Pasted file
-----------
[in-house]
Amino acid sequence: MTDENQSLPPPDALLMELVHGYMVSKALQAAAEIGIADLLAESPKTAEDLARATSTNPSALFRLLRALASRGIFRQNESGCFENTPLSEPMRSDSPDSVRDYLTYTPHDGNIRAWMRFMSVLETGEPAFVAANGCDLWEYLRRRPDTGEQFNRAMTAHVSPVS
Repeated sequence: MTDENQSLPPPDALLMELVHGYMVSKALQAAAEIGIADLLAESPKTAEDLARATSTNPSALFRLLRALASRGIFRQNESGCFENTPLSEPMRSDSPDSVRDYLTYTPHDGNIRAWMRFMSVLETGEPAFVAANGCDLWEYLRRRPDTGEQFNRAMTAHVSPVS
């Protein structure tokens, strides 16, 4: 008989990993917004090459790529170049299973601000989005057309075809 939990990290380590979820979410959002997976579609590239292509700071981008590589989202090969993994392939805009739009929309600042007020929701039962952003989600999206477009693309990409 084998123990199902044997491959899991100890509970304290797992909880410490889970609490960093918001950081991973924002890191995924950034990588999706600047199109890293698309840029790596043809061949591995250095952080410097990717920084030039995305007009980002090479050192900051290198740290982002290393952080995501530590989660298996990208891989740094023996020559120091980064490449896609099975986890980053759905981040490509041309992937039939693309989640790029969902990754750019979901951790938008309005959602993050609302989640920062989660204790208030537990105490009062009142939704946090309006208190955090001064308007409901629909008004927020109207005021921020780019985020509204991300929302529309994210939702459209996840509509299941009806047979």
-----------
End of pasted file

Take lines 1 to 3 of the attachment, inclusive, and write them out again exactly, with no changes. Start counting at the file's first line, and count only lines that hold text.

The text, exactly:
[in-house]
Amino acid sequence: MTDENQSLPPPDALLMELVHGYMVSKALQAAAEIGIADLLAESPKTAEDLARATSTNPSALFRLLRALASRGIFRQNESGCFENTPLSEPMRSDSPDSVRDYLTYTPHDGNIRAWMRFMSVLETGEPAFVAANGCDLWEYLRRRPDTGEQFNRAMTAHVSPVS
Repeated sequence: MTDENQSLPPPDALLMELVHGYMVSKALQAAAEIGIADLLAESPKTAEDLARATSTNPSALFRLLRALASRGIFRQNESGCFENTPLSEPMRSDSPDSVRDYLTYTPHDGNIRAWMRFMSVLETGEPAFVAANGCDLWEYLRRRPDTGEQFNRAMTAHVSPVS